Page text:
Brexit would have implications for North-South border, warns Flanagan

Brexit would have implications for North-South border, warns Flanagan

Foreign Affairs Minister Charlie Flanagan has clashed with Northern Ireland Secretary Theresa Villiers over the future of the Irish border in the event of a British exit from the EU.

Speaking in the Dáil Mr Flanagan said frontier controls would not be decided by London and Dublin alone if Britain voted to take itself out of the European Union.

"The outcome would be the result of a wider negotiation involving all of the EU and therefore no-one can say with certainty that nothing will change with the border if the UK votes to leave," he said.

His remarks will be seen as a rebuke to claims by Ms Villiers at the weekend that border arrangements between Northern Ireland and the Republic of Ireland would not have to change in the event of a Brexit.

Ms Villiers said the land border would remain as "free-flowing" as it was today because of a special status for Irish citizens in the UK as well as the common travel area which pre-dates EU membership by both countries.

The senior Conservative minister also attacked suggestions that Brexit could threaten the peace process as "scaremongering of the most irresponsible and dangerous kind".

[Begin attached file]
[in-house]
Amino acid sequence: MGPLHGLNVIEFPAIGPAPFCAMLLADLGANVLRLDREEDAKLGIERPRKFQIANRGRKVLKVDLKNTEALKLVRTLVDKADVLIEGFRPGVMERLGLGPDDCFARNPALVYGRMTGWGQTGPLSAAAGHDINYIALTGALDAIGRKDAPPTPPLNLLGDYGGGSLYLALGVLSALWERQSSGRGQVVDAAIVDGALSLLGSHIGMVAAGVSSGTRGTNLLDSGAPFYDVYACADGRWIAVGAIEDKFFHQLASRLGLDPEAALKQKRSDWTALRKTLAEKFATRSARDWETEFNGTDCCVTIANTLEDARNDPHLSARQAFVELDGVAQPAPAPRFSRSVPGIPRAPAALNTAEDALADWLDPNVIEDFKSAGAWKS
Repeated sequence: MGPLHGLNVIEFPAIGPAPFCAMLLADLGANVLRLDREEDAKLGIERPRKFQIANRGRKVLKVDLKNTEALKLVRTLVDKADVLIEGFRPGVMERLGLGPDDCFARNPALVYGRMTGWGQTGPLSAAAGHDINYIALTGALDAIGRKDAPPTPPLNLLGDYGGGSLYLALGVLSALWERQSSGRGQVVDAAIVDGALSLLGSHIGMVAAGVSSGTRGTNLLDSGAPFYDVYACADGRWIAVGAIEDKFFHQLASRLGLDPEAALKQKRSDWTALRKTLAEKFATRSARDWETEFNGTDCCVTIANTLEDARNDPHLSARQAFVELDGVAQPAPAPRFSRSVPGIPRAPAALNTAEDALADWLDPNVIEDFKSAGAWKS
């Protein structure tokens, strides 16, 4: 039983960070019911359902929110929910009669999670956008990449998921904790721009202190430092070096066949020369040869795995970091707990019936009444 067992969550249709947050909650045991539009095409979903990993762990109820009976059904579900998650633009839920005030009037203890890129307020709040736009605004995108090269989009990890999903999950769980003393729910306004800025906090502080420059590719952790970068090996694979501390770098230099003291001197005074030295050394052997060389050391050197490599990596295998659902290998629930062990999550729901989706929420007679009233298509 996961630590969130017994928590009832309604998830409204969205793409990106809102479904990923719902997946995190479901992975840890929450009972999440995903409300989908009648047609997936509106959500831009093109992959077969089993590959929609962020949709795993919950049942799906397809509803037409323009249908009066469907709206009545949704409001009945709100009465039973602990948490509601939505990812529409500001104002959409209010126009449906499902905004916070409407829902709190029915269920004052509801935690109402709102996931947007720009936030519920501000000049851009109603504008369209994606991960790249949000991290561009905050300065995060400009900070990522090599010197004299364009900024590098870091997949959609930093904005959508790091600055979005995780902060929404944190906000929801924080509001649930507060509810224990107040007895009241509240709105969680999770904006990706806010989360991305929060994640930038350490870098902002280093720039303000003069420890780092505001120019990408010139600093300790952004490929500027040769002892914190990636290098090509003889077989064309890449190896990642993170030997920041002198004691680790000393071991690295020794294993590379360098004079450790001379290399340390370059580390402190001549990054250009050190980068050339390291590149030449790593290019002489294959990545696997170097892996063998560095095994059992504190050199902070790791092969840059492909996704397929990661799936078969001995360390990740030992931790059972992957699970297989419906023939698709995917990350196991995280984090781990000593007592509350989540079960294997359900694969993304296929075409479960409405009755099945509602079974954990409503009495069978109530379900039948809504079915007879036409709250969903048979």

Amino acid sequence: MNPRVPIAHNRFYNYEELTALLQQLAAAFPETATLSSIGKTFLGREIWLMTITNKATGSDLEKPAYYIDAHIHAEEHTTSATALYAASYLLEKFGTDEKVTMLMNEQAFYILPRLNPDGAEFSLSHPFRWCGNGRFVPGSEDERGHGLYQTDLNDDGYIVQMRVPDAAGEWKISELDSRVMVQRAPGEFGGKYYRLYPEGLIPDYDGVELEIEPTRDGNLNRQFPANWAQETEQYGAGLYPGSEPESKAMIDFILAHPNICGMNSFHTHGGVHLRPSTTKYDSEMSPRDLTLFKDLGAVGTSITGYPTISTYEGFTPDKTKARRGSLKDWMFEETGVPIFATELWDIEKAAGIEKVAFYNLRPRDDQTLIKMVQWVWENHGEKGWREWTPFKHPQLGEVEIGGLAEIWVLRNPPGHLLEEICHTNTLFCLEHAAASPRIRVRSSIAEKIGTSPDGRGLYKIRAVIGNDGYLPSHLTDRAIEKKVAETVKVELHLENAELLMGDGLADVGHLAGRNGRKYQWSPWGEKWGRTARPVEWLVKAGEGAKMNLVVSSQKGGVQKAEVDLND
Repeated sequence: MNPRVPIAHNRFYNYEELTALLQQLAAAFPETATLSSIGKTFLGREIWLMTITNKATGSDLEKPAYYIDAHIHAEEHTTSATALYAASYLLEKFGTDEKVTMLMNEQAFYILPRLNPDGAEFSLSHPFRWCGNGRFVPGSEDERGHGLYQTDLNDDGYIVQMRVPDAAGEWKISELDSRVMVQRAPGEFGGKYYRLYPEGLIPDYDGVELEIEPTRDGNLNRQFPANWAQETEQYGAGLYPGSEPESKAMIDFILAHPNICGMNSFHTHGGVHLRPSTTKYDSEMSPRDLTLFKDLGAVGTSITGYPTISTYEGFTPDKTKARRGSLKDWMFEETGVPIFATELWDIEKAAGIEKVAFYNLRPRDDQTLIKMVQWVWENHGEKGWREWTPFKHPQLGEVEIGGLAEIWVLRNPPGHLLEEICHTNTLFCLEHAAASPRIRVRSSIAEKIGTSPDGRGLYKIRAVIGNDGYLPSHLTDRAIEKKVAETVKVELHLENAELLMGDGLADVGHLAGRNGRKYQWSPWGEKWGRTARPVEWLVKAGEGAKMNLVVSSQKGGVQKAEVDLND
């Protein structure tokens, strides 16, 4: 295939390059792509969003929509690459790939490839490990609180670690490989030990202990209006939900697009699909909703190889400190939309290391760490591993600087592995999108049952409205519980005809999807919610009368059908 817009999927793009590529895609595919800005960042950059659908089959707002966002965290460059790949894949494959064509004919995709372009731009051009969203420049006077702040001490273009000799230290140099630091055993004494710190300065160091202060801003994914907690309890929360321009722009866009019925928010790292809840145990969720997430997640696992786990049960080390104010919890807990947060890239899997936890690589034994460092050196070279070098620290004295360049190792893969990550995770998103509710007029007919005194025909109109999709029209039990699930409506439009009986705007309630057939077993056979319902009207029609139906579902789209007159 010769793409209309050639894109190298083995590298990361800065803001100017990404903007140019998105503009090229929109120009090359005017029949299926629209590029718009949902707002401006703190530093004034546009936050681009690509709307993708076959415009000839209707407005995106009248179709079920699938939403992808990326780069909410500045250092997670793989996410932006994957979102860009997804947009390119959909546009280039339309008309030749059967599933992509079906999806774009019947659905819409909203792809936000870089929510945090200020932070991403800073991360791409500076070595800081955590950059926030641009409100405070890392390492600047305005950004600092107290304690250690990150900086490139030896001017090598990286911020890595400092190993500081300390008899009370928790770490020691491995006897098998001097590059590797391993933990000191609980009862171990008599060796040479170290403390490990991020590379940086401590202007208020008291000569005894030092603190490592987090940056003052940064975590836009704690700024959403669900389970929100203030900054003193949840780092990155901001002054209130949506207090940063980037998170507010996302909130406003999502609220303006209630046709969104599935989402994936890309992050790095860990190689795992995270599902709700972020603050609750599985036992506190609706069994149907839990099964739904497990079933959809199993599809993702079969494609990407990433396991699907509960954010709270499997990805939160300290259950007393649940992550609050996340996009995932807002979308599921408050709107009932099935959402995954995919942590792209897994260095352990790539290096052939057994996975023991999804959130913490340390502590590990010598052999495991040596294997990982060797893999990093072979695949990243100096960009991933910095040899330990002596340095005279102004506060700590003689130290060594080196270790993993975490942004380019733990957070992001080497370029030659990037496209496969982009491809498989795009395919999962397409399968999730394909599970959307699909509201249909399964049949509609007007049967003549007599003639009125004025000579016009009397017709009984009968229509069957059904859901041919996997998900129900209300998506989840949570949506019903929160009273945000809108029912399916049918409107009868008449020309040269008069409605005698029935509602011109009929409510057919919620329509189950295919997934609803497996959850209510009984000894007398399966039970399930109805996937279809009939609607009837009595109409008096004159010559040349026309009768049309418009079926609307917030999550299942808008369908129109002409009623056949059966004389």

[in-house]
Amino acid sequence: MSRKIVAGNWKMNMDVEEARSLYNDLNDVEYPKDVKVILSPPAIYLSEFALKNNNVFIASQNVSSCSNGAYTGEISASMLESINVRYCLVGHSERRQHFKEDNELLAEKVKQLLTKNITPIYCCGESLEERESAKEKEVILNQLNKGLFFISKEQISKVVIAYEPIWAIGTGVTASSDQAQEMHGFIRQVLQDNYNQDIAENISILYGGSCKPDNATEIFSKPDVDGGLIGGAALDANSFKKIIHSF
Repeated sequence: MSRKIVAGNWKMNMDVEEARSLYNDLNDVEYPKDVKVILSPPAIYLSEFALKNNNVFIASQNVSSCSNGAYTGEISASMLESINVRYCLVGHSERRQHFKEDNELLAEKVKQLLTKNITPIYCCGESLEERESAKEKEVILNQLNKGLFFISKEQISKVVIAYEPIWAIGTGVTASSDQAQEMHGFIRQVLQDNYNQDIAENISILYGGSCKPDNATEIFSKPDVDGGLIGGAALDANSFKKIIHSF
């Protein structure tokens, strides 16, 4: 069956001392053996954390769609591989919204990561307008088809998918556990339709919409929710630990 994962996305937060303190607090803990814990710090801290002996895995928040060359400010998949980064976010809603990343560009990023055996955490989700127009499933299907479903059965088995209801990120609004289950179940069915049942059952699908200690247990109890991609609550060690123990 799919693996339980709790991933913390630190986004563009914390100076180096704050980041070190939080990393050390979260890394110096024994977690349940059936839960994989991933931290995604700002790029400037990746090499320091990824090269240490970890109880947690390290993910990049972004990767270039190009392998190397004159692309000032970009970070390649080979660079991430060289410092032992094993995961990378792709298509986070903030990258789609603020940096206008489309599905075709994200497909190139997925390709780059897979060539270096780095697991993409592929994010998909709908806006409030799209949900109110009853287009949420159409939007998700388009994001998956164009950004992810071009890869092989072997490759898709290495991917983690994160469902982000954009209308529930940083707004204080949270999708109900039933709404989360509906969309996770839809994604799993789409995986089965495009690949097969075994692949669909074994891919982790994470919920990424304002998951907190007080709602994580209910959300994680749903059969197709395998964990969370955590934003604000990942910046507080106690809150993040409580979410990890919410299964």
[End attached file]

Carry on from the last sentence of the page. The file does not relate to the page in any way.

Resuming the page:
But Minister Flanagan warned the "practically invisible border is a major symbol of normalisation and development in north-south relations".

"Any implications for the current border arrangements would only arise if the UK voted to leave and, in that event, their future would depend heavily on the terms and conditions of a new relationship between the UK and the EU," he said.

"In other words, the border's destiny would not be determined by the sole wishes of the Irish and British governments."

Mr Flanagan was speaking in the Dáil, which set aside eight hours to discuss the implications for Ireland if Britain voted to leave the EU in the in/out referendum on June 23.

"In the event that the UK voted to leave the EU, customs posts would not of course be set up overnight," he said.

"A negotiation period of two years or more would apply.

"Ireland would work hard with the UK and with our EU partners to avoid customs posts being established and to preserve the benefits of the common travel area as a whole."

Mr Flanagan appealed for Irish people at home and in the UK to get actively involved in the debate over the coming weeks.

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